I wanted to like this book for inviting the reader to question their current employment situation and consider if the way they traded time for money was really paying off for them in the long term, and for highlighting some of the financial burdens we take on (student loans and mortgages) that keep us trapped in jobs with limited growth and opportunities for financial freedom. There are some really good nuggets here, but they’re lost in the author’s own confusion and ego as he attempts to define personal freedom through entrepreneurship.

    Of course, personal freedom looks different for everyone, and I’ve come to understand it as being able to make money in a way that doesn’t require your constant presence. If you can wake up and make a decision about your day that doesn’t involve doing something to make money and you’ll still get paid, that’s true personal freedom. Roberts defines it as the freedom to do the things he loves without others controlling his time, income, or schedule, and without worrying about money.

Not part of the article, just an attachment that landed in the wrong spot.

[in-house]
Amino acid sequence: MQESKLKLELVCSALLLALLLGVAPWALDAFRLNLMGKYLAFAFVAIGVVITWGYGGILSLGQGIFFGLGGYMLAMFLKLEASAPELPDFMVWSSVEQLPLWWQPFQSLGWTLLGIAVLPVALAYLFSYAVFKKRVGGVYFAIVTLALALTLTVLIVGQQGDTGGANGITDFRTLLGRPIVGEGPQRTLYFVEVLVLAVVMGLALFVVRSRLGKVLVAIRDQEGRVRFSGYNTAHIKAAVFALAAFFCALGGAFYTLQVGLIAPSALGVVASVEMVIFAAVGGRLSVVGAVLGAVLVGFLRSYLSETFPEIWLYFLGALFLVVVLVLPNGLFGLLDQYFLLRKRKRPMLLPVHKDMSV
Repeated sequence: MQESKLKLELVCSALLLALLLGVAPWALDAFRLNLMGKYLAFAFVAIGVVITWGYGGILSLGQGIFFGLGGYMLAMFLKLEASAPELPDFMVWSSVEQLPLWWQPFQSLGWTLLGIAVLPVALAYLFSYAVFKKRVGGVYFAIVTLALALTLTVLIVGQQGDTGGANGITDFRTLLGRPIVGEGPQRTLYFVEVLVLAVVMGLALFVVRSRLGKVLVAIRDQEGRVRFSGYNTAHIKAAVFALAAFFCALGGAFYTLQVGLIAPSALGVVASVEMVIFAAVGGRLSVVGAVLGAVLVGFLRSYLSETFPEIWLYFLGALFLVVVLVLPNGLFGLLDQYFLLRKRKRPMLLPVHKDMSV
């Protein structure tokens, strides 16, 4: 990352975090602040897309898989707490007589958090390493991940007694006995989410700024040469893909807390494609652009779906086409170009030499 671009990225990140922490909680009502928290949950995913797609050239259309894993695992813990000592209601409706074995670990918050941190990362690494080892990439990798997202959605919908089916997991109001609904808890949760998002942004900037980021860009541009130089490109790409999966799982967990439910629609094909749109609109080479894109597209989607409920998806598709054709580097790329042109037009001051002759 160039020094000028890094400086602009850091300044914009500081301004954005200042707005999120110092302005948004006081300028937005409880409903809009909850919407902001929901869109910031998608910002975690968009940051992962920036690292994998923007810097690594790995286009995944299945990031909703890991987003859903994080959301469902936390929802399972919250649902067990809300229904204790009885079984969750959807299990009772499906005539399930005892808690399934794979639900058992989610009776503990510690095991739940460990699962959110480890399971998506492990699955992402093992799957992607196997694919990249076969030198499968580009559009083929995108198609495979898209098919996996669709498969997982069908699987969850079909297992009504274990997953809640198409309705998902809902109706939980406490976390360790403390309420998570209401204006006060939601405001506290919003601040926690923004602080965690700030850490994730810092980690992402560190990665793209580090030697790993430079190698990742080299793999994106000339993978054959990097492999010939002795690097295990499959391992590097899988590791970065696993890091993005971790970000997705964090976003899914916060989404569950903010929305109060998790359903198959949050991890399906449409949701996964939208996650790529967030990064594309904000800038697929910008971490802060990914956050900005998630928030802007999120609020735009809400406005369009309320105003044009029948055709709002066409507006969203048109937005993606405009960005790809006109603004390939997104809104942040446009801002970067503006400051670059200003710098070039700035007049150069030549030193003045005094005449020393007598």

Throughout the book, Roberts shares his feelings about his stepfather’s choice to stay employed in a position that ultimately did not value his commitment to the company. He didn’t understand why his stepfather would not take the risk of turning down promotions, even when they did not benefit him financially. He didn’t understand why his stepfather was unwilling to step out on his own. Hmmm, maybe because he had a wife and five kids to take care of?!

    He acknowledges that entrepreneurship is not for everyone but doesn’t extend this compassion to the man that raised and provided for him.

    There are pros and cons to every type of income-producing model, whether you work for yourself or someone else, and every iteration in between.